Christ Church Cathedral Grafton Conservation Project
The foundation stone for the Cathedral was laid in June 1874. In May 1878 John Horbury Hunt was commissioned to execute detailed designs for the superstructure. Foundations were laid for four bays of the nave the chancel and side chapel and the north and south vestry transepts in 1880. The first stage of the Cathedral opened in 1884. The second stage—the nave, western portal and baptistry—was completed to Hunt’s design in 1937. The proposed belltower and spire were never completed due to lack of funds. The Cathedral is constructed with hand-made bricks from 100 different moulds laid in old English style. The clay for both stages was sourced from the same local pit and this local clay in part contributes to the tendency to absorb water.
As one looks at the Cathedral building a considerable amount of water damage to the timber structures and brickwork and evidence of leached salt staining the interior brickwork will be seen. Water damage outside is very evident in the powdering and disintegration of bricks in various parts of the building. The Cathedral is listed on the State Heritage Register (No. 01654) so no repairs can be carried out without approval from the Office of Heritage and Environment and considering the magnitude of the work required, the Cathedral Parish is unable to carry out these repairs without considerable financial help.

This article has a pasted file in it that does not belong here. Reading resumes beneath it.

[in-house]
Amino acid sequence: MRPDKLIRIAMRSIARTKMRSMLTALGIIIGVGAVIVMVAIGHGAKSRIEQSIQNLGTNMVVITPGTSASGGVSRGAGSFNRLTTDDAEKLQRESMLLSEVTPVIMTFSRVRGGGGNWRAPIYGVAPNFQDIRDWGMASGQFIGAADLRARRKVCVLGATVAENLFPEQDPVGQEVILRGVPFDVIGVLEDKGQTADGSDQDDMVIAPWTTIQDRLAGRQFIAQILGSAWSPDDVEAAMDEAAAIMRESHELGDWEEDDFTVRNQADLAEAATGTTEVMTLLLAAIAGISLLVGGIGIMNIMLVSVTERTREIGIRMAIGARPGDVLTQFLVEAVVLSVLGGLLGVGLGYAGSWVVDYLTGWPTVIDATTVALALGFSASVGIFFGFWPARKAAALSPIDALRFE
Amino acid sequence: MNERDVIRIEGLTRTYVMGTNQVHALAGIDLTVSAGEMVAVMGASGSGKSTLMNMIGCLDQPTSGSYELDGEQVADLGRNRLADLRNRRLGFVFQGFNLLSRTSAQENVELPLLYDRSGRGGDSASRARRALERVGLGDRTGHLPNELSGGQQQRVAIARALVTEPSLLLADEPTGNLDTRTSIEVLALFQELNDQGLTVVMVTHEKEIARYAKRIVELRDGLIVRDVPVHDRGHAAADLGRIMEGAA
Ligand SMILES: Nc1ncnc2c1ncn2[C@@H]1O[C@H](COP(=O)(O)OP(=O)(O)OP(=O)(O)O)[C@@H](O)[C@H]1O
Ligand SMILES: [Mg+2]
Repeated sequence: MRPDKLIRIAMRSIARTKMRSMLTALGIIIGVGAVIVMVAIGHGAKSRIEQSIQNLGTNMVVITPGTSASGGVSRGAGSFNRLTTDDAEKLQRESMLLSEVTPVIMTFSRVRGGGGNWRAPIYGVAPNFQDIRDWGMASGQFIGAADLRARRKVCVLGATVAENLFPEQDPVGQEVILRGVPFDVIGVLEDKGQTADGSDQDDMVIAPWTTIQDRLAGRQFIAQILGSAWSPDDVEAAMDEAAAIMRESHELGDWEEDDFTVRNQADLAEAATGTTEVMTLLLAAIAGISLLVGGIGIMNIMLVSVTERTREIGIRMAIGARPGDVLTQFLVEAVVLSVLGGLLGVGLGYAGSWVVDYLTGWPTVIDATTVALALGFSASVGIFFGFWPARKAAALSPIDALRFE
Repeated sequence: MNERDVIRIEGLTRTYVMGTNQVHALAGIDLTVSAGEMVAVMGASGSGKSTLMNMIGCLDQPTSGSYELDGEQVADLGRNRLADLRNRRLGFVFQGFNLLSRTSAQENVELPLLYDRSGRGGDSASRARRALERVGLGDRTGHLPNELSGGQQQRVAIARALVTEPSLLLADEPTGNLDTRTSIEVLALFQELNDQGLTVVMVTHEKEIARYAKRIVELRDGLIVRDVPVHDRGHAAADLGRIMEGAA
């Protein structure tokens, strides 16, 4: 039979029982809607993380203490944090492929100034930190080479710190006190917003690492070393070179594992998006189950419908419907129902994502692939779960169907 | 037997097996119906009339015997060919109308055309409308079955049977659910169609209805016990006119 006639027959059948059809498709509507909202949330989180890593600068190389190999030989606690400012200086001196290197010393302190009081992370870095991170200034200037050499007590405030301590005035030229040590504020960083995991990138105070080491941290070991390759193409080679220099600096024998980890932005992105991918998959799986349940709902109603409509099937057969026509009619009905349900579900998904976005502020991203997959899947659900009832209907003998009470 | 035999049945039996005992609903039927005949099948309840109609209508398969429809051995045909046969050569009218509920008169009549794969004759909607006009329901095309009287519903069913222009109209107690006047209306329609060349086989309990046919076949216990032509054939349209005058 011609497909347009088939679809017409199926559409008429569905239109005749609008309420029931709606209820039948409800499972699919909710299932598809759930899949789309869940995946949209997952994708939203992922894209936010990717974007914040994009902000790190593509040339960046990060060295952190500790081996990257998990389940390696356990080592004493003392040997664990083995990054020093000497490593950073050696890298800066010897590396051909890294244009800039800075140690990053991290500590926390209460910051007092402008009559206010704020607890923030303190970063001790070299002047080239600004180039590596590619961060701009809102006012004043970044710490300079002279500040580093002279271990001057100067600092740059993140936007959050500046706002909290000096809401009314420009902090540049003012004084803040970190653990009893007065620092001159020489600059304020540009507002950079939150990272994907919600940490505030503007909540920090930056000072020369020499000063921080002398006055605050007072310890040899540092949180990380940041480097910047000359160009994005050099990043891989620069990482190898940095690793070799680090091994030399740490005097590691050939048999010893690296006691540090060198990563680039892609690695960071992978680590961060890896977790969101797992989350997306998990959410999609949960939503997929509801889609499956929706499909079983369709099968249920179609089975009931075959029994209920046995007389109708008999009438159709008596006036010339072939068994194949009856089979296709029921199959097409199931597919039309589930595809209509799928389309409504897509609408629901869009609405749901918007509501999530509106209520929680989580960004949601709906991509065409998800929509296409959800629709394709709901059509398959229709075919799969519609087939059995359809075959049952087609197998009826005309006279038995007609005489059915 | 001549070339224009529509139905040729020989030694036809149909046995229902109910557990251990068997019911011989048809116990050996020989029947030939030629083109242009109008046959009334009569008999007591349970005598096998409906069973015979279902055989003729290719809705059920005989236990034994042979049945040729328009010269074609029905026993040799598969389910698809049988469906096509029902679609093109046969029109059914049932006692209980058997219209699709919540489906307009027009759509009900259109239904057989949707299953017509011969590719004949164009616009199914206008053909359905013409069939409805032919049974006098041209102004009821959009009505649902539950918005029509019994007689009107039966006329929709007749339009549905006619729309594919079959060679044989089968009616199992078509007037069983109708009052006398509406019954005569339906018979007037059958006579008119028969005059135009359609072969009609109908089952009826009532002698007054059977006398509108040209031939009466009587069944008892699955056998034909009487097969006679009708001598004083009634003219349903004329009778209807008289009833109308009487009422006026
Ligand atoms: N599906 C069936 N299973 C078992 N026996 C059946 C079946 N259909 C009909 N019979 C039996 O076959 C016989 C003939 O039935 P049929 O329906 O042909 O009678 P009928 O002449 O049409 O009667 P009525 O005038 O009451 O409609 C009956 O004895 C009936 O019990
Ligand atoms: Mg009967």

The Cathedral Chapter had been aware of issues with water penetration into the brickwork and roofs of the Cathedral which is causing staining and fretting of the brickwork. Chapter commissioned a report to consider the problems and suggest solutions to the issues. In 2012 our Heritage Architect, John Oultram, prepared a repair schedule which was used initially in the preparation of a grant application to the NSW Department of Environment and Heritage.
Stage 1: The Baptistry
With the assistance of a Grant for Major Works (2017-2018 WRK2017067) Stage 1 of the repairs was completed in late 2018. The total cost of this work was in excess of $90,000, with the grant providing $45,000.
The scope of works involved removing the Welsh Penryn grey slate tiles and replacing them with new Penryn slate, removing and replacing ridge capping, flashings to the brickwork, redesigning the copper guttering and providing new copper guttering and downpipes to match the heritage profiles.
In the course of these repairs, water-damaged timber under the tiles and the timber roof structure was replaced. When the brickwork is fully dry out, the interior bricks will be cleaned to remove the evidence of salt staining.
A small number of severely damaged bricks were removed one at a time on the outside of the Baptistry area, turned around and reset them in using traditional mortar.